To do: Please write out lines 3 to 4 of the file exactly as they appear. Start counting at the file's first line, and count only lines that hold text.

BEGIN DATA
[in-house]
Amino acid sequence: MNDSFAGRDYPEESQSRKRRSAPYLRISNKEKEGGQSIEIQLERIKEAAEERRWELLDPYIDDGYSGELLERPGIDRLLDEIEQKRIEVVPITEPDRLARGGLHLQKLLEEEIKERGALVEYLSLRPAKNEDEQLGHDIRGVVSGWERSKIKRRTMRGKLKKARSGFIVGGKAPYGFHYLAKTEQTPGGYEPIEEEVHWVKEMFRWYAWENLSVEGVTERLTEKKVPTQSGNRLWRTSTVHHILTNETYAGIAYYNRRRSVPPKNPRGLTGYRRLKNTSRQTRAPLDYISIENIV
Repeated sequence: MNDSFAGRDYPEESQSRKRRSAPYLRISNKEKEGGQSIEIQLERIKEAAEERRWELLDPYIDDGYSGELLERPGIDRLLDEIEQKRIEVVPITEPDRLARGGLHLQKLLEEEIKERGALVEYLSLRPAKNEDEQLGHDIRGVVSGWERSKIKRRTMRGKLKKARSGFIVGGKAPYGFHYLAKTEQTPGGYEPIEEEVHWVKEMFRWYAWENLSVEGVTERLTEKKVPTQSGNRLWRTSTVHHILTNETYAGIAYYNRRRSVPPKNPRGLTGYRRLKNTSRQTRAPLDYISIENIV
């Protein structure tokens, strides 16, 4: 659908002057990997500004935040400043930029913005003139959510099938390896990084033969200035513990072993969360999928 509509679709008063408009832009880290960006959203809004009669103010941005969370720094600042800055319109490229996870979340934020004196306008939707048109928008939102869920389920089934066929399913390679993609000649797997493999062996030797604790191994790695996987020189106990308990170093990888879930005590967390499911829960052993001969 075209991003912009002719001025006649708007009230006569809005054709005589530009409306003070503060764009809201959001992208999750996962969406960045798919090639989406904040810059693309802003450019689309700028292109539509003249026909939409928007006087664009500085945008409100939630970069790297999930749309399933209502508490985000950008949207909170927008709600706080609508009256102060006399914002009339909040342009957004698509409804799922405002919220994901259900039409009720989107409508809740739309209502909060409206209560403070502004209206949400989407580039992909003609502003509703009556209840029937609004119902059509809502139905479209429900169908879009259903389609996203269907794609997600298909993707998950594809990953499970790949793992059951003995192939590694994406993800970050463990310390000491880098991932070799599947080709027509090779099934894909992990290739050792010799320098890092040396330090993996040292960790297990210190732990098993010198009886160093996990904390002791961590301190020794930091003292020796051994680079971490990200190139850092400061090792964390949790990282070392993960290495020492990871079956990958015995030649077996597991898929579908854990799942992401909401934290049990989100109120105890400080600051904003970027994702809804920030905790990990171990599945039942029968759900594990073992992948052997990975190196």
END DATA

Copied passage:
Repeated sequence: MNDSFAGRDYPEESQSRKRRSAPYLRISNKEKEGGQSIEIQLERIKEAAEERRWELLDPYIDDGYSGELLERPGIDRLLDEIEQKRIEVVPITEPDRLARGGLHLQKLLEEEIKERGALVEYLSLRPAKNEDEQLGHDIRGVVSGWERSKIKRRTMRGKLKKARSGFIVGGKAPYGFHYLAKTEQTPGGYEPIEEEVHWVKEMFRWYAWENLSVEGVTERLTEKKVPTQSGNRLWRTSTVHHILTNETYAGIAYYNRRRSVPPKNPRGLTGYRRLKNTSRQTRAPLDYISIENIV
């Protein structure tokens, strides 16, 4: 659908002057990997500004935040400043930029913005003139959510099938390896990084033969200035513990072993969360999928 509509679709008063408009832009880290960006959203809004009669103010941005969370720094600042800055319109490229996870979340934020004196306008939707048109928008939102869920389920089934066929399913390679993609000649797997493999062996030797604790191994790695996987020189106990308990170093990888879930005590967390499911829960052993001969 075209991003912009002719001025006649708007009230006569809005054709005589530009409306003070503060764009809201959001992208999750996962969406960045798919090639989406904040810059693309802003450019689309700028292109539509003249026909939409928007006087664009500085945008409100939630970069790297999930749309399933209502508490985000950008949207909170927008709600706080609508009256102060006399914002009339909040342009957004698509409804799922405002919220994901259900039409009720989107409508809740739309209502909060409206209560403070502004209206949400989407580039992909003609502003509703009556209840029937609004119902059509809502139905479209429900169908879009259903389609996203269907794609997600298909993707998950594809990953499970790949793992059951003995192939590694994406993800970050463990310390000491880098991932070799599947080709027509090779099934894909992990290739050792010799320098890092040396330090993996040292960790297990210190732990098993010198009886160093996990904390002791961590301190020794930091003292020796051994680079971490990200190139850092400061090792964390949790990282070392993960290495020492990871079956990958015995030649077996597991898929579908854990799942992401909401934290049990989100109120105890400080600051904003970027994702809804920030905790990990171990599945039942029968759900594990073992992948052997990975190196």